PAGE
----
In the UK, the Badger Cull has become a national news item, and has stimulated fierce public debate, campaigns, protests and petitions from both sides. Many impassioned articles have been written over the last few months and years, but in many cases, even reputable authors have been guilty of cherry-picking data to support their claim. Everybody seems to have an opinion on the UK badger cull, and this often obscures the real science that is being done to investigate this crucial social and economic issue.
A Little Background
For those of you who haven’t heard about it, the badger cull is a UK government policy aimed at reducing the incidence of bovine tuberculosis (Mycobacterium bovis) by reducing transmission rates from a suspected infection reservoir in the European badger (Meles meles). It has been implemented on and off since the early 1970s, despite legal protection of the badger since 1986.
They might seem simple and insignificant, but like humans, ants have discovered the benefits, and costs of agriculture. In the ant world there are species which farm livestock, protecting them from predators and milking them for rich nectar, and others which cultivate tiny underground fields of fungus, pruning it and using chemicals to prevent disease and pests.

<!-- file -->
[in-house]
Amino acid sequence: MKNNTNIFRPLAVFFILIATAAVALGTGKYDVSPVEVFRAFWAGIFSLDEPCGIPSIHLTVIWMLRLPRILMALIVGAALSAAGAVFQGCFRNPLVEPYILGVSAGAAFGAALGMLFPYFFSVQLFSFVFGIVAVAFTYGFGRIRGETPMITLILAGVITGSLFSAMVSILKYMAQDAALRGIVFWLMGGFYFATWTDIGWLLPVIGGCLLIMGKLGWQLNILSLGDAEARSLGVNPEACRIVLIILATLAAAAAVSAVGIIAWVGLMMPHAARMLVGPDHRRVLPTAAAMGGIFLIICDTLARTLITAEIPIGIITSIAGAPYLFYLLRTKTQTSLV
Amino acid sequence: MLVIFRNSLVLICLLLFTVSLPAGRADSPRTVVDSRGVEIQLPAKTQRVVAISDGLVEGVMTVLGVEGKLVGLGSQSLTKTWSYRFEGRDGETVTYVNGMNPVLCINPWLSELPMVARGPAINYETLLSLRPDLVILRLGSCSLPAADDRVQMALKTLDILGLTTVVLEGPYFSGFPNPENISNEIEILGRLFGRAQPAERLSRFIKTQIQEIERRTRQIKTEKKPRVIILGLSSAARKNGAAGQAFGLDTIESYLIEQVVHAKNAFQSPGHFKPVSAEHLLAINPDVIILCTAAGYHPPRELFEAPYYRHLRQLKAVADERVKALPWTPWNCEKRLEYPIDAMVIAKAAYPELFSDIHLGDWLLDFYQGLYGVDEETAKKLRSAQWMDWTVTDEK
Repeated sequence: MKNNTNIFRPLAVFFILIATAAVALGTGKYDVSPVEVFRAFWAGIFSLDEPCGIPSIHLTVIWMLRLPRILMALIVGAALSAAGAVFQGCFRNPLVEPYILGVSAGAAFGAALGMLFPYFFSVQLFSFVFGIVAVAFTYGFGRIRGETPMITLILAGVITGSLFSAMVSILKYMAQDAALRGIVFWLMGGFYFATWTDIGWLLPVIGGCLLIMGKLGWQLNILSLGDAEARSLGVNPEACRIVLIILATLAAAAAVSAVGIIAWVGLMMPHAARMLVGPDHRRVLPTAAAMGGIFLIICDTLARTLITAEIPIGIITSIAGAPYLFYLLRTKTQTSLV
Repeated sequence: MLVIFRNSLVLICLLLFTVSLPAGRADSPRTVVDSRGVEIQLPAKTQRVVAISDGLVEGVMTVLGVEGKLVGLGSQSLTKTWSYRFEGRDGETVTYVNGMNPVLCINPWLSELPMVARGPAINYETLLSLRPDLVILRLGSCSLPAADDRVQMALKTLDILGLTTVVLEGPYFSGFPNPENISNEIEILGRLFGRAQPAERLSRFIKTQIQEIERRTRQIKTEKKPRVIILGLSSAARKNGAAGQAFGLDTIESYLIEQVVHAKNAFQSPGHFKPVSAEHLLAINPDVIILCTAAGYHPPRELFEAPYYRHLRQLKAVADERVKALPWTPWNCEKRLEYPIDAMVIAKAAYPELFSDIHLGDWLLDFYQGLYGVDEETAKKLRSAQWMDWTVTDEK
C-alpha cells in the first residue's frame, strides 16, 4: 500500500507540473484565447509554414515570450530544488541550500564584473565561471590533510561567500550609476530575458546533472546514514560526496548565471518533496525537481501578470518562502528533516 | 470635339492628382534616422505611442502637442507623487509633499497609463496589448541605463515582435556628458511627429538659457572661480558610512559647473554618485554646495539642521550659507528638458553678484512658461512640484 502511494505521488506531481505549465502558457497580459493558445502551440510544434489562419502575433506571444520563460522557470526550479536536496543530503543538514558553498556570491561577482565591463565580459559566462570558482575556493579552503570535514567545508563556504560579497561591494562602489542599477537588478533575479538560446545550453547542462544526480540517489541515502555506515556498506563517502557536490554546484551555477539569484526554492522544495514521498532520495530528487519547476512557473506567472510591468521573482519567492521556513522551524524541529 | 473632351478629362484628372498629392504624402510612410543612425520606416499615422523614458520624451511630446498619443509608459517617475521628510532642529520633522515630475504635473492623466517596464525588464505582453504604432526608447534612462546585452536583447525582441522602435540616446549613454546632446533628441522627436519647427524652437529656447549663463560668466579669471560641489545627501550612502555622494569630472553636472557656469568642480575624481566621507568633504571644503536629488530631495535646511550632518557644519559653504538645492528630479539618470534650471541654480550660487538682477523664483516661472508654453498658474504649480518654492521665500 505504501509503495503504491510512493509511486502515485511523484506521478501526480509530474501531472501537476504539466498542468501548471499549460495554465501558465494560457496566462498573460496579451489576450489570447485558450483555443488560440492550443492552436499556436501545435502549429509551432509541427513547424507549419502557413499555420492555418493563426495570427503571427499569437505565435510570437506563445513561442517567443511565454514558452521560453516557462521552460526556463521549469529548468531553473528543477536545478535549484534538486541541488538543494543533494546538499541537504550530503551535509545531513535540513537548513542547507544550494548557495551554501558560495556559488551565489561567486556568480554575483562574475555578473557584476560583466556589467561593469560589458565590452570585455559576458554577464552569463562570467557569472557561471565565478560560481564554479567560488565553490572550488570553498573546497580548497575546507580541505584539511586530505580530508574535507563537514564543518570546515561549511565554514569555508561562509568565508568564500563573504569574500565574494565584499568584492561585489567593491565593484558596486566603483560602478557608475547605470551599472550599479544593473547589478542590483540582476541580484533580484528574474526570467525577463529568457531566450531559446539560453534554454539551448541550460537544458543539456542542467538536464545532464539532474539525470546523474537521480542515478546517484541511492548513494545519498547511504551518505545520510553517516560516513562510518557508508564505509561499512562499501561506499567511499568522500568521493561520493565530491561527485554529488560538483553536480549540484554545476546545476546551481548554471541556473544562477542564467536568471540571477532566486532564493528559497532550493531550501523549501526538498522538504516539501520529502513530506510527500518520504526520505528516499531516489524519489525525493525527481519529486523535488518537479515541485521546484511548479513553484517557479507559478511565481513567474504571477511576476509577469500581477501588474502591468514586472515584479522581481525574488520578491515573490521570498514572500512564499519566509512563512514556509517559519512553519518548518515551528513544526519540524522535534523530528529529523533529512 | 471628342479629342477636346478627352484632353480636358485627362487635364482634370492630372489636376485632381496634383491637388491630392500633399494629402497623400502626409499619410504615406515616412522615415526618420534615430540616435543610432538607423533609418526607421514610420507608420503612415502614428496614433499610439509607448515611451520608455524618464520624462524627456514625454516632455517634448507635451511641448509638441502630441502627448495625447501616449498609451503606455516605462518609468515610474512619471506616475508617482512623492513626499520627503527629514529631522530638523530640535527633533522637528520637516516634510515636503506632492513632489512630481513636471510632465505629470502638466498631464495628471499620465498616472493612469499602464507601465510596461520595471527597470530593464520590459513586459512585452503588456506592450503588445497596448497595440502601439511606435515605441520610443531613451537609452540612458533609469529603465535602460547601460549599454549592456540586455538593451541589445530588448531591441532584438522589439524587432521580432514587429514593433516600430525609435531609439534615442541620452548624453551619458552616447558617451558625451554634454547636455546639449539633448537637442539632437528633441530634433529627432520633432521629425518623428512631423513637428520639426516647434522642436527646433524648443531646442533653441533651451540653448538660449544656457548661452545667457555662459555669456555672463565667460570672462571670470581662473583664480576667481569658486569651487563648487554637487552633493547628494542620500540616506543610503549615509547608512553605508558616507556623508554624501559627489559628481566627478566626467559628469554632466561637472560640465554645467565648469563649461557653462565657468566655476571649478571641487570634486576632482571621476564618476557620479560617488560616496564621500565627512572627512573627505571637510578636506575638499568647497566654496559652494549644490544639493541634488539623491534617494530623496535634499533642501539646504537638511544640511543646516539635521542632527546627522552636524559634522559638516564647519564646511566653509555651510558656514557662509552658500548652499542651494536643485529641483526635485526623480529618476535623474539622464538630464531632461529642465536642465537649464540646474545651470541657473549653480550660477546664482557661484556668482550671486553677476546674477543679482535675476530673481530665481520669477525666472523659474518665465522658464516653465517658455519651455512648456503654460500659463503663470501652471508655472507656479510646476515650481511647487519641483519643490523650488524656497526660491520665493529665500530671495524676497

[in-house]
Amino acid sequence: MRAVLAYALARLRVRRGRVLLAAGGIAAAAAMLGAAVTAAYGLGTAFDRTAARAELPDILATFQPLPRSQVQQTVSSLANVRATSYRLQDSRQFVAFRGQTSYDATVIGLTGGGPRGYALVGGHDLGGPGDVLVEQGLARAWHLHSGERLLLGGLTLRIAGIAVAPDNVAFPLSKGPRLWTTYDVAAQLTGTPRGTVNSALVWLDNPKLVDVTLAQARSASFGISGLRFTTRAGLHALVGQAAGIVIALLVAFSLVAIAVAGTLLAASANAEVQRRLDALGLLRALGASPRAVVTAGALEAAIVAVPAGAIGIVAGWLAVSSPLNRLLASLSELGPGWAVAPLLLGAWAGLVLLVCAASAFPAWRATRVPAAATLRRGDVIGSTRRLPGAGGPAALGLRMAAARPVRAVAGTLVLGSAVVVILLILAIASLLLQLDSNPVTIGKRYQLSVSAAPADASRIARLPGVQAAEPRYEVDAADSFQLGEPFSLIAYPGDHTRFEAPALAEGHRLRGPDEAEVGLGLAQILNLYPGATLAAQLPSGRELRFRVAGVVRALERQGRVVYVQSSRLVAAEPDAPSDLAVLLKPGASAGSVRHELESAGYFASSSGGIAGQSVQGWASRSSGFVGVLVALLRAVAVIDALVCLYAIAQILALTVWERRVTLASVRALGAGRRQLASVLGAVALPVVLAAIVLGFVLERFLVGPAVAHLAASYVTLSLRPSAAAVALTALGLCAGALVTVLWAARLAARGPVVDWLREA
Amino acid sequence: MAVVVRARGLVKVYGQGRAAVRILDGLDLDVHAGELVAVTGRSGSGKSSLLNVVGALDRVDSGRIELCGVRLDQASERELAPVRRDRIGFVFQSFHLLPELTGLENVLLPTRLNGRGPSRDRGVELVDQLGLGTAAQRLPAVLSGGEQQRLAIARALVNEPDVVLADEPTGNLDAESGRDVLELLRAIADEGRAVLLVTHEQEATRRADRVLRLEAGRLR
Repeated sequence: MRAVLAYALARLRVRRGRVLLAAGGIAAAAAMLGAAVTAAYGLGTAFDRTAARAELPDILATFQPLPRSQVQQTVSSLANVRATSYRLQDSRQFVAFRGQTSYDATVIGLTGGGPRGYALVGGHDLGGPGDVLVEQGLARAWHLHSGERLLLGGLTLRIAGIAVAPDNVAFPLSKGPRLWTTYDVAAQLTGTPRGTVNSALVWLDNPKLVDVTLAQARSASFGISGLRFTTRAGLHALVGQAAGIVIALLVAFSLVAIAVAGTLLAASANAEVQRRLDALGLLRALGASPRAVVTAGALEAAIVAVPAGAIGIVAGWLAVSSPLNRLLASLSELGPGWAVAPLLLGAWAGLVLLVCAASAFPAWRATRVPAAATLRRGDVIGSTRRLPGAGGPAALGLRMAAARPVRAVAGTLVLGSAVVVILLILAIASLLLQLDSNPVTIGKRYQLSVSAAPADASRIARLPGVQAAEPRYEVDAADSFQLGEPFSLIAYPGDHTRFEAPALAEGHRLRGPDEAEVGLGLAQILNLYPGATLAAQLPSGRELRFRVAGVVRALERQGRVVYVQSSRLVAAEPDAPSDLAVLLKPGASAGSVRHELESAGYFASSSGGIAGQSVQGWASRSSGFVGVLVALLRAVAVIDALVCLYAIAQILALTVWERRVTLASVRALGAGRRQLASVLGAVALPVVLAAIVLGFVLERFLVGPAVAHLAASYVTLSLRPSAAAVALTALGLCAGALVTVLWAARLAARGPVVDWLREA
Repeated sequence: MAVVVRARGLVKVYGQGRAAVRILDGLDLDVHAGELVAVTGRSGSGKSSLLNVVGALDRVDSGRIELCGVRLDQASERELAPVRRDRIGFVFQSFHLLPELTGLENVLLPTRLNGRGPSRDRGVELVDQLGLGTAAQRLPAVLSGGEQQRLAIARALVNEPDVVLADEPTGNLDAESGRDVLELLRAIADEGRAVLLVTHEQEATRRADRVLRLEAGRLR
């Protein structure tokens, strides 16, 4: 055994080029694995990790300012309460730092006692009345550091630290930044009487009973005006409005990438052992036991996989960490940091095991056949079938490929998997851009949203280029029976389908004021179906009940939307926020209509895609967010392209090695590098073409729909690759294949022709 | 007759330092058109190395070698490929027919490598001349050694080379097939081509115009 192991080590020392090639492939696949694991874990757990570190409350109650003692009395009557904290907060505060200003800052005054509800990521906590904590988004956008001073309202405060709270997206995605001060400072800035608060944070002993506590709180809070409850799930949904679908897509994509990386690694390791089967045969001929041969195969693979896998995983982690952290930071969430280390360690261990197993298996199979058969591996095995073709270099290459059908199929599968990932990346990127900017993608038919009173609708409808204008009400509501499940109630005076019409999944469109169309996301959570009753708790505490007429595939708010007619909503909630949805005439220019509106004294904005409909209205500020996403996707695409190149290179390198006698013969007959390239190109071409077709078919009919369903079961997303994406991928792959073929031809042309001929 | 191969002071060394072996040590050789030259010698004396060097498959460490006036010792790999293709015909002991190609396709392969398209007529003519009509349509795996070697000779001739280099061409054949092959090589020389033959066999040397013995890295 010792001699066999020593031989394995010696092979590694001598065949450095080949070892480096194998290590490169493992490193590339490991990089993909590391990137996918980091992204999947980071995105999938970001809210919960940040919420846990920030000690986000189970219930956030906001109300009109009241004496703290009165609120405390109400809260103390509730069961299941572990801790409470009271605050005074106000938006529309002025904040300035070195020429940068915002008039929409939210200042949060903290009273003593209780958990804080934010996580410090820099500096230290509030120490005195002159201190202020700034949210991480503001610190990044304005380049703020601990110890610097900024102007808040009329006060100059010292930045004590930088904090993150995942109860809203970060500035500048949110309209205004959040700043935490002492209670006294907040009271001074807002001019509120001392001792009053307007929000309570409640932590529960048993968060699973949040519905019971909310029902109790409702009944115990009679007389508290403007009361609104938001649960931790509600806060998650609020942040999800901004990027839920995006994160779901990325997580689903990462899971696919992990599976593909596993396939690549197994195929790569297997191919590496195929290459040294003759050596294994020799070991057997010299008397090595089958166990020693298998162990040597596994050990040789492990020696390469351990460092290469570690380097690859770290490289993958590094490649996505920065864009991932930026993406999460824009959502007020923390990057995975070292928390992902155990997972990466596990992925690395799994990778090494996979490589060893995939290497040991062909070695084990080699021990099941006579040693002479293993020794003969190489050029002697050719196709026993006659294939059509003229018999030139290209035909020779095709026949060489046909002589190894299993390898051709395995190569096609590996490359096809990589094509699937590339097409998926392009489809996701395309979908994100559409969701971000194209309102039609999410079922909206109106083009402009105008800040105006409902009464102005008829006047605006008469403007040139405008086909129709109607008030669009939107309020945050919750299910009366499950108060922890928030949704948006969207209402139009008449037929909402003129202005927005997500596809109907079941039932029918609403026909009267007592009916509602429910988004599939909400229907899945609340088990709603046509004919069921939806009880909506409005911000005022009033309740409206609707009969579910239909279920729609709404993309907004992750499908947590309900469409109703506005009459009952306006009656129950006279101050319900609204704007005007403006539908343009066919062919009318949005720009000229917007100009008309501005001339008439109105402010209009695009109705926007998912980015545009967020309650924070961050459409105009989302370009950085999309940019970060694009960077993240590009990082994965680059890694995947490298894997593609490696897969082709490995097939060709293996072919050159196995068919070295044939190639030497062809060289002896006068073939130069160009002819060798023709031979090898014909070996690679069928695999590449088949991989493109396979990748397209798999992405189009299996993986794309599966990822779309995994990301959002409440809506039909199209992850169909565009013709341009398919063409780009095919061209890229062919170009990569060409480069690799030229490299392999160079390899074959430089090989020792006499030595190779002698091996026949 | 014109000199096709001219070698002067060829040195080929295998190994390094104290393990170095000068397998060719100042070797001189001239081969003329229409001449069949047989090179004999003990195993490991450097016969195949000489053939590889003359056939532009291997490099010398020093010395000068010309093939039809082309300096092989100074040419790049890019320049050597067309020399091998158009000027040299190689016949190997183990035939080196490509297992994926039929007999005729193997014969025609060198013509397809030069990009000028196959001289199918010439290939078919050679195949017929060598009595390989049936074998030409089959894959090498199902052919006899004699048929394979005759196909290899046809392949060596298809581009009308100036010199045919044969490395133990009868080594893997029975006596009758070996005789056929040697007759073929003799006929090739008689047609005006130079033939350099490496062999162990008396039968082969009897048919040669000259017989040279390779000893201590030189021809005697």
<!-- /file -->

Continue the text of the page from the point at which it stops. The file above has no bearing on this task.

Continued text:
Crops and Livestock
Humans developed farming around 10,000 years ago, but the ants have been at it much longer. In its simplest form, ant farming consists of simply pruning the surrounding forest. Ants of one species found in the Amazonian rainforest have been found to remove unwanted plant species when they appear in its foraging area. Although simple, this ‘weeding’ behaviour can be devastating, with ants clearing huge sections of forest of any species which is not beneficial to them.
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